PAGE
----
The Wonderful Large White
“Large White” can refer to a type of cabbage (yum!), butterfly (aah!) or even pig (Catherine says: pig! pig! oink!). What do they have in common, besides the name? Well, for a start, both the pig and the butterfly will eat the cabbage, given half a chance. (This is starting to sound a bit like that old puzzle where you have to work out how to row across a river when there’s only room to carry 2 items with you at a time.*)
We are, of course, more interested in the butterfly and we had a close encounter with one today. Ours was a Large White Pieris brassicae, also known as a Cabbage White (which is reflected in the Latin name) and we saved her from a hot, enclosed, glazed foyer of a DIY store. That means we’ve probably got a few gardeners and allotmenteers cursing us for releasing vermin, rather than cheering us for saving a damsel in distress! Large Whites lay their eggs on cabbages and other brassicas, and the caterpillars really, really like eating up their greens – but they’ll also go for nasturtiums so it’s always worth planting a few of those too!
It’s been funny weather for us all this year: a long, cold start, then a blast of heat for a couple of weeks, and now thundery showers. And it’s been even tougher if you’re a butterfly. We found this beauty in full sun and, by the afternoon, she** was definitely getting hot. We don’t know how long our friend had been there, or what kind of year she’s been having, but she seemed quite exhausted after all that flapping against the window. She didn’t put up anything of a struggle when we tried to catch her – she just walked onto a proffered thumb and sat there. We dropped her off on a nearby plant pot – as you can see she was very grateful and got stuck straight in to a juicy marigold. It’s tiring work trying and failing to fly through glass! If you look closely at the photo, you can see her proboscis sticking down into the flower in search of nectar. (Henry says her “proboscis” is sort of like her nose – it’s the tube a butterfly drinks through, a bit like an elephant does with its trunk).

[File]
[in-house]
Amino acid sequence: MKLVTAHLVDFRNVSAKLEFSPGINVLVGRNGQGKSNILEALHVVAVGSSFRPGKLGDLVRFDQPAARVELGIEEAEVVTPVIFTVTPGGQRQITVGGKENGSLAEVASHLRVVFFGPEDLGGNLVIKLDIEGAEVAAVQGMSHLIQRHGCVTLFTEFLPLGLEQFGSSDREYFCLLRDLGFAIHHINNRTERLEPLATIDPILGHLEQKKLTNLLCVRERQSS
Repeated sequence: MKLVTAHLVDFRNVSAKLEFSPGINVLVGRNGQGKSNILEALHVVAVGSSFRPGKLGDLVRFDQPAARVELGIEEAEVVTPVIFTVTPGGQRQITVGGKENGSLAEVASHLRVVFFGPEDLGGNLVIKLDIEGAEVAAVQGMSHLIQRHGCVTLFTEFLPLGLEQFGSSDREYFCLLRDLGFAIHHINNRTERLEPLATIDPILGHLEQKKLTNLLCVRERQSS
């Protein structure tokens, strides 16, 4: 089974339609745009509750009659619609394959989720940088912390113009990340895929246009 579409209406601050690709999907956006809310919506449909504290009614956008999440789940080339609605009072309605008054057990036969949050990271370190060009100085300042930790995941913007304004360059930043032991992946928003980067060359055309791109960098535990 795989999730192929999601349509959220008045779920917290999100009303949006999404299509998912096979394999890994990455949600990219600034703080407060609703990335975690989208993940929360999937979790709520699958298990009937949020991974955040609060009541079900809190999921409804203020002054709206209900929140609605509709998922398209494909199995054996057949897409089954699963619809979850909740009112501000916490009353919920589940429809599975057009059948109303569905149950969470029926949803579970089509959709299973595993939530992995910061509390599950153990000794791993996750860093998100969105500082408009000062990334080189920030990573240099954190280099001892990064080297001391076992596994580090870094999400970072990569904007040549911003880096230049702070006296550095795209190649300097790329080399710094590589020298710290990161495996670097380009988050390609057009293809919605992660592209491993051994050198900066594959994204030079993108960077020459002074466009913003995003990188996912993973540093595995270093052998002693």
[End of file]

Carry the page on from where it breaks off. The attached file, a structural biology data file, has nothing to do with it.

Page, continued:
Large Whites’ wings are white on top, pale green underneath, with black tips on the forewings. In addition, females also have two black spots on their forewings (**in case you’re wondering how we can be so confident she was a she). They differ only slightly from their cousins, the Small Whites Pieris rapae, and are reasonably similar in appearance to other less common Pieris species (less common in the UK, that is). Large Whites are fairly common as UK butterflies go but, like all lepidoptera, they’re in decline and so we feel we did our good turn for the day in rescuing this one.
[*The correct answer to the puzzle is probably to roast the pig, serve it up with the cabbage, and then row yourself across the river after a hearty supper. The butterfly can fly across on its own.]